ITV News Correspondent Martha Fairlie on all the new changes you need to know about
Major new road rules will come into effect this weekend in a bid to better protect cyclists and pedestrians from road accidents.
There are three main "significant" changes to the Highway Code as of Saturday.
They include introducing a risk-based hierarchy of road users, with the most vulnerable - pedestrians and cyclists - taking priority.
Around 25,000 people die or are seriously injured on Britain's roads a year - 68 a day.
A survey suggested that one in three drivers were unaware the Highway Code is being revamped, including 4% who said they have “no intention” of looking at the details.
More than 13,700 drivers were questioned between January 8 and 18 for the AA's survey.
The AA accused the government of being “far too silent” on the changes, but the Department for Transport (DfT) insisted it will ensure “all road users are aware”.
The Highway Code contains advice and rules for people on Britain’s roads.
How will the Code change?
Someone driving will have more responsibility to watch out for people cycling, walking or riding a horse, and cyclists will have more responsibility to be aware of pedestrians.
Drivers will be told to give way to pedestrians at junctions, for example.
Other key amendments include clearer guidance for drivers to leave a distance of at least 1.5 metres when overtaking cyclists, and instructing drivers turning into a road to give way to pedestrians waiting to cross.
There will also be a recommendation for car users to reduce the risk of opening a door into the path of a cyclist by using the hand on the opposite side to the door, as that will often lead to them looking over their shoulder.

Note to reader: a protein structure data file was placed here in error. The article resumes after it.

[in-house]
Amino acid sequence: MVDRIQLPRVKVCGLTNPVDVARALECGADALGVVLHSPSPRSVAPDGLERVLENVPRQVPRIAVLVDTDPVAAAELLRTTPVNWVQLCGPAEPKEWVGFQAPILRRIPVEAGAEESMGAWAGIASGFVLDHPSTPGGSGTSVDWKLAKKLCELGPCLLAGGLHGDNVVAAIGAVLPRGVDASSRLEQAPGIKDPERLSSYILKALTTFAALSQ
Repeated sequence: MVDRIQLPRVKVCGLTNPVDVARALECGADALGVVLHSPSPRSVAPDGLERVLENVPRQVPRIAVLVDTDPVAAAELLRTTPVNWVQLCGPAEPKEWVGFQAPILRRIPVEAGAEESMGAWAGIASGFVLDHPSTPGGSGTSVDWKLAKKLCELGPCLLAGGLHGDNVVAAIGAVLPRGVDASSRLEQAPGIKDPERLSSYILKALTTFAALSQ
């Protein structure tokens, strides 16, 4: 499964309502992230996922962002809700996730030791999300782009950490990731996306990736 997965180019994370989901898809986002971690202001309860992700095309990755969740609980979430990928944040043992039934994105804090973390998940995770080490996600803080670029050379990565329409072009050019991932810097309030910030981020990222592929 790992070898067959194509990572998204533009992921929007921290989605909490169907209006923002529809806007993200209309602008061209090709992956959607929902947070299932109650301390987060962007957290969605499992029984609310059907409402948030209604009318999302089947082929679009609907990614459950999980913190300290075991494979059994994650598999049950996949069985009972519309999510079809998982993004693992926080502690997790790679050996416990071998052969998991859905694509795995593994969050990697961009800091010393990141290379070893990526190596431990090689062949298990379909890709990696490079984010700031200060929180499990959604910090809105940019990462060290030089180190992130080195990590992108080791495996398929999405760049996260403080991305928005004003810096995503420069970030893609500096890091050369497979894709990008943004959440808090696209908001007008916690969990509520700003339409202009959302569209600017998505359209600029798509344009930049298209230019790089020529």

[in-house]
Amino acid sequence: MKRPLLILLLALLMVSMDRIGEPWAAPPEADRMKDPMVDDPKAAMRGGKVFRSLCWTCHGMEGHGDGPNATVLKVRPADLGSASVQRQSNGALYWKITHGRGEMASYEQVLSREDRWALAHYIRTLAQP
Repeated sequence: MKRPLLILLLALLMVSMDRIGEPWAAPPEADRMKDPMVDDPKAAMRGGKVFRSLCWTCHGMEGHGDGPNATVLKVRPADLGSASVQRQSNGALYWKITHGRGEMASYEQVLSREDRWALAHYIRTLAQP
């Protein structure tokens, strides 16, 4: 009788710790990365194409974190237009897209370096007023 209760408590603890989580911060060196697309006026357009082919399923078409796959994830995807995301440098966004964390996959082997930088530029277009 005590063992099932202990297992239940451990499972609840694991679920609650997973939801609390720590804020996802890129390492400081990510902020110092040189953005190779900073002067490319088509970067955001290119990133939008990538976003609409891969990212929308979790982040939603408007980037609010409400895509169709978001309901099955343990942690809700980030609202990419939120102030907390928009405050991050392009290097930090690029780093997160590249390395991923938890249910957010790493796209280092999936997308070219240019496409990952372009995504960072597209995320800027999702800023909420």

This is known as the 'dutch reach' technique.
Cyclists will also be told to ride in the middle of the road in certain situations to make themselves more visible.
Has the government done enough to promote the changes?
AA head of roads policy Jack Cousens said: “With a week to go, too many drivers are unaware of the new rules of the road.
“While the government formally announced these changes last summer, they have been far too silent in promoting them.
“Shockingly, one in 25 drivers say they have no intention of looking at the new rules.
“These changes affect everyone, so we encourage people to read the updated code now so we can make our roads safer.”
Duncan Dollimore, head of campaigns at charity Cycling UK, said the changes to the Highway Code will happen “overnight” so the lack of official publicity is “frustrating”.
This “helps no-one”, he warned. “Neither the walkers and cyclists the rules are meant to protect, nor the drivers who are somehow meant to telepathically know about them.”
How important is it that road users update themselves?
RAC head of roads policy Nicholas Lyes described the amendments as “a significant departure from what’s gone before”.
He said it is “vitally important” that all road users “fully understand what’s new”.
He went on: “Any ignorance, or indeed confusion, about the updates to the Highway Code is likely to lead to avoidable collisions.
“A concerted and sustained effort must now be made to clearly communicate the changes as widely as possible.”
Provisional DfT figures show 4,290 pedestrians and 4,700 cyclists were killed or seriously injured in crashes on Britain’s roads in the year to the end of June 2021.
How has the government responded to criticism?
A DfT spokesman said: “The proposed upcoming changes to the Highway Code will improve safety for cyclists, pedestrians and horse riders and were announced to national press.
“The department has established a working group of key organisations to ensure that messages about the changes are as widespread as possible and our well-established Think! campaign will continue to ensure all road users are aware both when these changes come into effect and beyond.”
However, the website and social media accounts of Think! have not yet mentioned the changes.
Labour’s shadow transport secretary Louise Haigh claimed the attempts to protect vulnerable road users “will be totally meaningless” if people “don’t know anything about them”.
She added: “Incredibly, ministers haven’t even begun telling the public about these major changes.
“A comprehensive national safety campaign is needed to keep cyclists safe on our roads, but ministers are missing in action.”